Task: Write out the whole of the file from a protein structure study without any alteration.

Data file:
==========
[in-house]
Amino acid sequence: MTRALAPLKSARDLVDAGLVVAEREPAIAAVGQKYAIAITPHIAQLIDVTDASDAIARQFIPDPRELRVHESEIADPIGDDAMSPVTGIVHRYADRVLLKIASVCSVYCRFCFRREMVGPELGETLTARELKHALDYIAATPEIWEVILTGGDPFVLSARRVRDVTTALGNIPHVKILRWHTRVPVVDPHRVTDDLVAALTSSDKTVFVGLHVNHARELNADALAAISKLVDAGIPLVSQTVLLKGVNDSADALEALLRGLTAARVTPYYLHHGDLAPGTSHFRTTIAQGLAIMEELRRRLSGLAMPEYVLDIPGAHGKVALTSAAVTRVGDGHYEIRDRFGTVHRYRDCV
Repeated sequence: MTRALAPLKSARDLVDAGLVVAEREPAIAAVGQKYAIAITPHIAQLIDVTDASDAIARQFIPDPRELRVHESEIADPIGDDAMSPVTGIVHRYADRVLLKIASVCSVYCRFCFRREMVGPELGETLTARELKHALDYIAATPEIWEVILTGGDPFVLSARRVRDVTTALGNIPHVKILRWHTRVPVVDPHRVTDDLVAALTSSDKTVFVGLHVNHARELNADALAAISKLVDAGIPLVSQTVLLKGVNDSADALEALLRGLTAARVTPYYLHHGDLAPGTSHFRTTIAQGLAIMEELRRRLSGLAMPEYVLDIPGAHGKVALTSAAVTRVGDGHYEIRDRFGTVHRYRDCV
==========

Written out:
[in-house]
Amino acid sequence: MTRALAPLKSARDLVDAGLVVAEREPAIAAVGQKYAIAITPHIAQLIDVTDASDAIARQFIPDPRELRVHESEIADPIGDDAMSPVTGIVHRYADRVLLKIASVCSVYCRFCFRREMVGPELGETLTARELKHALDYIAATPEIWEVILTGGDPFVLSARRVRDVTTALGNIPHVKILRWHTRVPVVDPHRVTDDLVAALTSSDKTVFVGLHVNHARELNADALAAISKLVDAGIPLVSQTVLLKGVNDSADALEALLRGLTAARVTPYYLHHGDLAPGTSHFRTTIAQGLAIMEELRRRLSGLAMPEYVLDIPGAHGKVALTSAAVTRVGDGHYEIRDRFGTVHRYRDCV
Repeated sequence: MTRALAPLKSARDLVDAGLVVAEREPAIAAVGQKYAIAITPHIAQLIDVTDASDAIARQFIPDPRELRVHESEIADPIGDDAMSPVTGIVHRYADRVLLKIASVCSVYCRFCFRREMVGPELGETLTARELKHALDYIAATPEIWEVILTGGDPFVLSARRVRDVTTALGNIPHVKILRWHTRVPVVDPHRVTDDLVAALTSSDKTVFVGLHVNHARELNADALAAISKLVDAGIPLVSQTVLLKGVNDSADALEALLRGLTAARVTPYYLHHGDLAPGTSHFRTTIAQGLAIMEELRRRLSGLAMPEYVLDIPGAHGKVALTSAAVTRVGDGHYEIRDRFGTVHRYRDCV